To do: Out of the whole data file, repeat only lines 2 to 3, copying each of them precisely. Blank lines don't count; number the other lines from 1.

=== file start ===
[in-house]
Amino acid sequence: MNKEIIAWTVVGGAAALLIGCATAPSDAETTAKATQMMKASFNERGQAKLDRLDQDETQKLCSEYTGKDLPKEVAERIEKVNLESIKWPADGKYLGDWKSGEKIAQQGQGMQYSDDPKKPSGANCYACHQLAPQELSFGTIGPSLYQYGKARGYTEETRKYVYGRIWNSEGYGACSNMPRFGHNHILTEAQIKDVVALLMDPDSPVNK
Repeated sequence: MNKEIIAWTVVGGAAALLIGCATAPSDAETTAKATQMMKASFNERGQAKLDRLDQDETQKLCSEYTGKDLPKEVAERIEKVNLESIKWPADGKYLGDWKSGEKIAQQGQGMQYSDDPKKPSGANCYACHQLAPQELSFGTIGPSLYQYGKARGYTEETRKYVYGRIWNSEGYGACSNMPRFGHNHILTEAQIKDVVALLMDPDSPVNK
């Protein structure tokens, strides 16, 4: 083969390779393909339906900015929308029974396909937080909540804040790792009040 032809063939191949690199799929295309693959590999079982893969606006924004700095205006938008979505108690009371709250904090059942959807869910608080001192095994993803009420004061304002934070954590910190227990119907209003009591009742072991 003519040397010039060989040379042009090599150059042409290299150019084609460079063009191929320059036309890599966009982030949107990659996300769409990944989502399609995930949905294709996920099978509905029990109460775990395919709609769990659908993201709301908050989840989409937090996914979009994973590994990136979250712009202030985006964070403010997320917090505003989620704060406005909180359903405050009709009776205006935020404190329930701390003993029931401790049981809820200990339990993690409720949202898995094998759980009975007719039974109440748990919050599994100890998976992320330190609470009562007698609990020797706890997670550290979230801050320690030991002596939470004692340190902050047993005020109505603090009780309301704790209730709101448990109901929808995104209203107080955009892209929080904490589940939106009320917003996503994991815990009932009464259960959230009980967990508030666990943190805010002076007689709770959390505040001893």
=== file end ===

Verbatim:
Amino acid sequence: MNKEIIAWTVVGGAAALLIGCATAPSDAETTAKATQMMKASFNERGQAKLDRLDQDETQKLCSEYTGKDLPKEVAERIEKVNLESIKWPADGKYLGDWKSGEKIAQQGQGMQYSDDPKKPSGANCYACHQLAPQELSFGTIGPSLYQYGKARGYTEETRKYVYGRIWNSEGYGACSNMPRFGHNHILTEAQIKDVVALLMDPDSPVNK
Repeated sequence: MNKEIIAWTVVGGAAALLIGCATAPSDAETTAKATQMMKASFNERGQAKLDRLDQDETQKLCSEYTGKDLPKEVAERIEKVNLESIKWPADGKYLGDWKSGEKIAQQGQGMQYSDDPKKPSGANCYACHQLAPQELSFGTIGPSLYQYGKARGYTEETRKYVYGRIWNSEGYGACSNMPRFGHNHILTEAQIKDVVALLMDPDSPVNK